Ya Shank: The Made-Up Swear Words of 'The Maze Runner'

Insults, swear words, and world-building for young adults: In an interview with James Dashner, I got the inside scoop on the language of The Maze Runner.

Mignon Fogarty
Episode #434

In his book The Rithmatist, which has been described as both a children’s book and a young adult book, the characters use magic that comes from drawing symbols with chalk, and they use the word dusts as a mild oath (as in chalk dust). Sanderson wrote, “There's really a line to walk.  Dusts was chosen for The Rithmatist partially to have a 'safe' curse, but also because it is something sacred in their world, so using it as they do would sound worse to them than it does to us.”

Sanderson’s assistant, Peter Ahlstrom, also pointed me to other examples of swear words that come from the fictional culture’s religion. He wrote that Tad Williams has characters in his Memory, Sorrow, and Thorn series curse using the name of his world's Christian analog's deity, Usires Aedon; and that Brian Staveley's characters in The Emperor's Blades use  Kent-kissing, Kent being a shortened name of one of the gods.

Finally, as anyone who has tried to create a world knows, it’s gratifying when people embrace your creation. Dashner ended,

“I just love it when my readers use the slang when they talk to each other or to me.”

So if you ever get a chance to meet James Dashner in person, be sure to call him shuckface! I swear he will love it.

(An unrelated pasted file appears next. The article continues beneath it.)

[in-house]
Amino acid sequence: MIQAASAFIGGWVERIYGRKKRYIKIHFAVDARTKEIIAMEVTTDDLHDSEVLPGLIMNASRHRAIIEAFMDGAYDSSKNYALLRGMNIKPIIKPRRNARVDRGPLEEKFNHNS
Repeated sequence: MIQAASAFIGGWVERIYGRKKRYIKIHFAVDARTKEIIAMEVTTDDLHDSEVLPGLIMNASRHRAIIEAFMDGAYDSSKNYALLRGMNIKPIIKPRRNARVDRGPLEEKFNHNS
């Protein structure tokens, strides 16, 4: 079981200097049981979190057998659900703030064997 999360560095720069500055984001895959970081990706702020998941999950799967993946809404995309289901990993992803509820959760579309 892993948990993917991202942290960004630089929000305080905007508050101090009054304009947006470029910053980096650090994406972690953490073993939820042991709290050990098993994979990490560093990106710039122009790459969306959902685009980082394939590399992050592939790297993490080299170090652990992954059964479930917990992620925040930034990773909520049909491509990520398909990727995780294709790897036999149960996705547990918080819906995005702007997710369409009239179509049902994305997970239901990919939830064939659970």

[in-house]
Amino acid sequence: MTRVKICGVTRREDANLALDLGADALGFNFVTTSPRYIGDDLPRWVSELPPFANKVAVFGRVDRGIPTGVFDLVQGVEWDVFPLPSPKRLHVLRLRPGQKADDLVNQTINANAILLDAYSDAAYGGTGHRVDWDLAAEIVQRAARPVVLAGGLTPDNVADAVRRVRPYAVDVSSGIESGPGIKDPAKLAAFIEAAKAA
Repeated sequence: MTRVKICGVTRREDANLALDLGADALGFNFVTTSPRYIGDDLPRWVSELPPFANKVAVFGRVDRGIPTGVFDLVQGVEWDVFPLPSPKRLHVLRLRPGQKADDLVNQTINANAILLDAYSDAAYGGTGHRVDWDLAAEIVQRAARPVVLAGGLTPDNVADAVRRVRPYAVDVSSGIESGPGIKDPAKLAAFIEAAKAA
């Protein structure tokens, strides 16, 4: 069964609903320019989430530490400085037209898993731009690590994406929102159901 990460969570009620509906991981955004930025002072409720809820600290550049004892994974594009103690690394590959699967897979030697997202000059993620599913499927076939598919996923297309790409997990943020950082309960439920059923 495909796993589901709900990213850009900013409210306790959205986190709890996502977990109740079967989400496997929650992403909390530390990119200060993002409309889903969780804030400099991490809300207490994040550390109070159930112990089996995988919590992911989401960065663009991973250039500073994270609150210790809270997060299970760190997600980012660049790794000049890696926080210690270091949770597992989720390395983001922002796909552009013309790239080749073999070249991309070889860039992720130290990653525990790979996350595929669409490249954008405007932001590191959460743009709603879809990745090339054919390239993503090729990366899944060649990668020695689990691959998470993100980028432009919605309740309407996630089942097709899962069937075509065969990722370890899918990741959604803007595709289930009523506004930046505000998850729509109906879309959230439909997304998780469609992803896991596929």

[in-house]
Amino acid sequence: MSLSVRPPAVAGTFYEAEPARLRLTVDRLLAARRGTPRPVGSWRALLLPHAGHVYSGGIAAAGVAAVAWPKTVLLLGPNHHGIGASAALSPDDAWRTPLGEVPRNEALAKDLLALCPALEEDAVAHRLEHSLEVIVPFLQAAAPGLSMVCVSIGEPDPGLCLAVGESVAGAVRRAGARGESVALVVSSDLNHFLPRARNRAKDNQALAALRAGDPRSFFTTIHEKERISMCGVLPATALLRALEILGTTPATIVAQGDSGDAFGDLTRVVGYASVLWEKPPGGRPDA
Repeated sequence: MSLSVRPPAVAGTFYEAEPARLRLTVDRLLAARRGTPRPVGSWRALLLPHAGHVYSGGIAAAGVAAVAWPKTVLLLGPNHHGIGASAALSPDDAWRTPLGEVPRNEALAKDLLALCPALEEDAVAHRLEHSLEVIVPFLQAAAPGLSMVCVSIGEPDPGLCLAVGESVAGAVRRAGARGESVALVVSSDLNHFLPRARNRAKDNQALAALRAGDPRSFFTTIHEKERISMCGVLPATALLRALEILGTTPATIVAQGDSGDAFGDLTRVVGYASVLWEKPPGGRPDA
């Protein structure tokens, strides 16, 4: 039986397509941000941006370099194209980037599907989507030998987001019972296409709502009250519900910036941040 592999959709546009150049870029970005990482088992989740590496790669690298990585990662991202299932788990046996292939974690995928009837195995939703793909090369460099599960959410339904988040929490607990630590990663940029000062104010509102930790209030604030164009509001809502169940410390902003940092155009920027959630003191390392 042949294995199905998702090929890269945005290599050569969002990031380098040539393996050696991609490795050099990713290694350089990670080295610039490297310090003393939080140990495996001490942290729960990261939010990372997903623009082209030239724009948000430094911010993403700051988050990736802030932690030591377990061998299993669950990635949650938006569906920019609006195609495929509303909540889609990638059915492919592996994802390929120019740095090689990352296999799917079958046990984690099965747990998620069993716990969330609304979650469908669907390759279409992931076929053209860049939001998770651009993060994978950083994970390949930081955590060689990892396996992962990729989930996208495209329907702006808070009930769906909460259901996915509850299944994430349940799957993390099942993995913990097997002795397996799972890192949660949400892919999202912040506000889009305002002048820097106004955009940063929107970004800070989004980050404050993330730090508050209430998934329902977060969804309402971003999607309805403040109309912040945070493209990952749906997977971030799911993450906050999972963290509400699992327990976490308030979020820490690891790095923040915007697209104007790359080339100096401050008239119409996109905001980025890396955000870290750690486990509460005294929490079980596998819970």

About the Author

Mignon Fogarty

Mignon Fogarty is the founder of the Quick and Dirty Tips network and creator of Grammar Girl, which has been named one of Writer's Digest's 101 best websites for writers multiple times. The Grammar Girl podcast has also won Best Education Podcast multiple times in the Podcast Awards, and Mignon is an inductee in the Podcasting Hall of Fame. Mignon is the author of the New York Times best-seller "Grammar Girl's Quick and Dirty Tips for Better Writing" and six other books on writing. She has appeared as a guest on the "Oprah Winfrey Show" and the "Today Show" and has been featured in the New York Times, Business Week, the Washington Post, USA Today, CNN.com, and more. She was previously the chair of media entrepreneurship in the Reynolds School of Journalism in Reno, NV. She hates the phrase "grammar nazi" and loves the word "kerfuffle." She has a B.A. in English from the University of Washington in Seattle and an M.S. in biology from Stanford University. Mignon believes that learning is fun, and the vast rules of grammar are wonderful fodder for lifelong study. 

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